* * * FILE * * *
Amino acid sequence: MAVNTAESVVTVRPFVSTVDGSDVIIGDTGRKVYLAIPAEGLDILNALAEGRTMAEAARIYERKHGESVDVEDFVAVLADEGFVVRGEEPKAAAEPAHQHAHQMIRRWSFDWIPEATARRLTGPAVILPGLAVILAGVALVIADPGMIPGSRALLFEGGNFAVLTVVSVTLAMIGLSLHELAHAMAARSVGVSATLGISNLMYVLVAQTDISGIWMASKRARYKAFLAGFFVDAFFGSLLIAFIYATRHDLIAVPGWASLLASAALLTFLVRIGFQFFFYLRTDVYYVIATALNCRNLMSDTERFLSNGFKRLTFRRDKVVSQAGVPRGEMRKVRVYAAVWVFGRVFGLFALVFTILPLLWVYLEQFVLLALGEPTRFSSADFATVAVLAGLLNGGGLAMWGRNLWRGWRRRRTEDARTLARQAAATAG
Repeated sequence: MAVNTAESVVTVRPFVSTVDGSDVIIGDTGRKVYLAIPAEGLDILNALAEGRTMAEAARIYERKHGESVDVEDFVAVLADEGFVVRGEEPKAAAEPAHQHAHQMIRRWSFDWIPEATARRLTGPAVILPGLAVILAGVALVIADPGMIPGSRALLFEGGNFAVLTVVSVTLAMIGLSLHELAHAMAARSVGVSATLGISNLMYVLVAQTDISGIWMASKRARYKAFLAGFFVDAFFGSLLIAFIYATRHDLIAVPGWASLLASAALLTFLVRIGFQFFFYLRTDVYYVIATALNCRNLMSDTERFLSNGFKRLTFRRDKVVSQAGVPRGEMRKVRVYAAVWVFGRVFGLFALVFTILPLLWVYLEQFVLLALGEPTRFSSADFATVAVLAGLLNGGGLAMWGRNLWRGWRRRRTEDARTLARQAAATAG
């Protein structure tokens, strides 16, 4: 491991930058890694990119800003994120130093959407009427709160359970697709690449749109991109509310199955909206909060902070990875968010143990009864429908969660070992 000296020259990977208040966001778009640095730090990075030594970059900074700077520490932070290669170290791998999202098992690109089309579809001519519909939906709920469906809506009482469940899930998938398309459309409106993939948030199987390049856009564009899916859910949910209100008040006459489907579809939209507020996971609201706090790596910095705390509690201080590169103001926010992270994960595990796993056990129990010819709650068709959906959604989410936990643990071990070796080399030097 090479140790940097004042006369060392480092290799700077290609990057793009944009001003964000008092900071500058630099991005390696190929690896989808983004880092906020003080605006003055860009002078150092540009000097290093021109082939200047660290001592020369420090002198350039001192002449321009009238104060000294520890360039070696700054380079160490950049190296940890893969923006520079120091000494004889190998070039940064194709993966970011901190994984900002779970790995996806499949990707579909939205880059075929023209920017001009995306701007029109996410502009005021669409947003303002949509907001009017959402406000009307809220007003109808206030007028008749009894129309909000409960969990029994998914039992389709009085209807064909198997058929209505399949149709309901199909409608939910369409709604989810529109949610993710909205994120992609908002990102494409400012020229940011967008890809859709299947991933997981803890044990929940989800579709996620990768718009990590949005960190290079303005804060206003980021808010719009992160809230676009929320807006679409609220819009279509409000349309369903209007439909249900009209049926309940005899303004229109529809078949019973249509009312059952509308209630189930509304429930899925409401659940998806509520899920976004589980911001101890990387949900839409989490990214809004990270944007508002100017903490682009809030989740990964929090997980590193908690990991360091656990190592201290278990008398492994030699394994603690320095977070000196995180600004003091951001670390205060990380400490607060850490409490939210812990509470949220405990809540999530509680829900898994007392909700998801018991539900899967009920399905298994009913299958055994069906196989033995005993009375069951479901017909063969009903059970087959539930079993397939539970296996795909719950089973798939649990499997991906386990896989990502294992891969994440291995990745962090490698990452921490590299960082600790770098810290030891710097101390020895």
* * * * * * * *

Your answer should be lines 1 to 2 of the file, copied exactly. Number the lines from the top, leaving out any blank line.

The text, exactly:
Amino acid sequence: MAVNTAESVVTVRPFVSTVDGSDVIIGDTGRKVYLAIPAEGLDILNALAEGRTMAEAARIYERKHGESVDVEDFVAVLADEGFVVRGEEPKAAAEPAHQHAHQMIRRWSFDWIPEATARRLTGPAVILPGLAVILAGVALVIADPGMIPGSRALLFEGGNFAVLTVVSVTLAMIGLSLHELAHAMAARSVGVSATLGISNLMYVLVAQTDISGIWMASKRARYKAFLAGFFVDAFFGSLLIAFIYATRHDLIAVPGWASLLASAALLTFLVRIGFQFFFYLRTDVYYVIATALNCRNLMSDTERFLSNGFKRLTFRRDKVVSQAGVPRGEMRKVRVYAAVWVFGRVFGLFALVFTILPLLWVYLEQFVLLALGEPTRFSSADFATVAVLAGLLNGGGLAMWGRNLWRGWRRRRTEDARTLARQAAATAG
Repeated sequence: MAVNTAESVVTVRPFVSTVDGSDVIIGDTGRKVYLAIPAEGLDILNALAEGRTMAEAARIYERKHGESVDVEDFVAVLADEGFVVRGEEPKAAAEPAHQHAHQMIRRWSFDWIPEATARRLTGPAVILPGLAVILAGVALVIADPGMIPGSRALLFEGGNFAVLTVVSVTLAMIGLSLHELAHAMAARSVGVSATLGISNLMYVLVAQTDISGIWMASKRARYKAFLAGFFVDAFFGSLLIAFIYATRHDLIAVPGWASLLASAALLTFLVRIGFQFFFYLRTDVYYVIATALNCRNLMSDTERFLSNGFKRLTFRRDKVVSQAGVPRGEMRKVRVYAAVWVFGRVFGLFALVFTILPLLWVYLEQFVLLALGEPTRFSSADFATVAVLAGLLNGGGLAMWGRNLWRGWRRRRTEDARTLARQAAATAG